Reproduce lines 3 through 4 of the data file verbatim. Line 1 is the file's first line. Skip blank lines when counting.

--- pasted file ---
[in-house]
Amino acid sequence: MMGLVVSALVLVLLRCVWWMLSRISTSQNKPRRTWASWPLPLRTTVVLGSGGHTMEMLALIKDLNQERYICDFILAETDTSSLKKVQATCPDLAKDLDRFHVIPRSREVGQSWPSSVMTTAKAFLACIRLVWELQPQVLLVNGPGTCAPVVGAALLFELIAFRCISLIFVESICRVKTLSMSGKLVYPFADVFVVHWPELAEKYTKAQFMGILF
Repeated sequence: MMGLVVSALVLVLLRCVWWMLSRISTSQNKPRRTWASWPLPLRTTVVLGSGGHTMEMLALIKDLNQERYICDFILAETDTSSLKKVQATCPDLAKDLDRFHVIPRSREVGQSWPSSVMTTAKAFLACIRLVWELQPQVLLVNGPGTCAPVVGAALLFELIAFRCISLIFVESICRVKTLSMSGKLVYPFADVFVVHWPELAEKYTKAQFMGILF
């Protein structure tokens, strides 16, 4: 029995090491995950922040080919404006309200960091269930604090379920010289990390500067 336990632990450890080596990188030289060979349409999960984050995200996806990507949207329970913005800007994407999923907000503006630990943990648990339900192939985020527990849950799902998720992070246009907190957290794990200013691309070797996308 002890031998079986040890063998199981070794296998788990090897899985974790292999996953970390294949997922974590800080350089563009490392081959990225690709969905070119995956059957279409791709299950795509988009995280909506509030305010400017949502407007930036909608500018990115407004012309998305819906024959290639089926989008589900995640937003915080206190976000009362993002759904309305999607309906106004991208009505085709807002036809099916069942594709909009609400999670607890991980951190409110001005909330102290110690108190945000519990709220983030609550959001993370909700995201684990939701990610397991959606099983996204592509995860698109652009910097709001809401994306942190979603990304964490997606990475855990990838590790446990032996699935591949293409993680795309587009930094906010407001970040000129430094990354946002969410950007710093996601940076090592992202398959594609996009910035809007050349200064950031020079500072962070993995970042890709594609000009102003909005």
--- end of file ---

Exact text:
Repeated sequence: MMGLVVSALVLVLLRCVWWMLSRISTSQNKPRRTWASWPLPLRTTVVLGSGGHTMEMLALIKDLNQERYICDFILAETDTSSLKKVQATCPDLAKDLDRFHVIPRSREVGQSWPSSVMTTAKAFLACIRLVWELQPQVLLVNGPGTCAPVVGAALLFELIAFRCISLIFVESICRVKTLSMSGKLVYPFADVFVVHWPELAEKYTKAQFMGILF
């Protein structure tokens, strides 16, 4: 029995090491995950922040080919404006309200960091269930604090379920010289990390500067 336990632990450890080596990188030289060979349409999960984050995200996806990507949207329970913005800007994407999923907000503006630990943990648990339900192939985020527990849950799902998720992070246009907190957290794990200013691309070797996308 002890031998079986040890063998199981070794296998788990090897899985974790292999996953970390294949997922974590800080350089563009490392081959990225690709969905070119995956059957279409791709299950795509988009995280909506509030305010400017949502407007930036909608500018990115407004012309998305819906024959290639089926989008589900995640937003915080206190976000009362993002759904309305999607309906106004991208009505085709807002036809099916069942594709909009609400999670607890991980951190409110001005909330102290110690108190945000519990709220983030609550959001993370909700995201684990939701990610397991959606099983996204592509995860698109652009910097709001809401994306942190979603990304964490997606990475855990990838590790446990032996699935591949293409993680795309587009930094906010407001970040000129430094990354946002969410950007710093996601940076090592992202398959594609996009910035809007050349200064950031020079500072962070993995970042890709594609000009102003909005």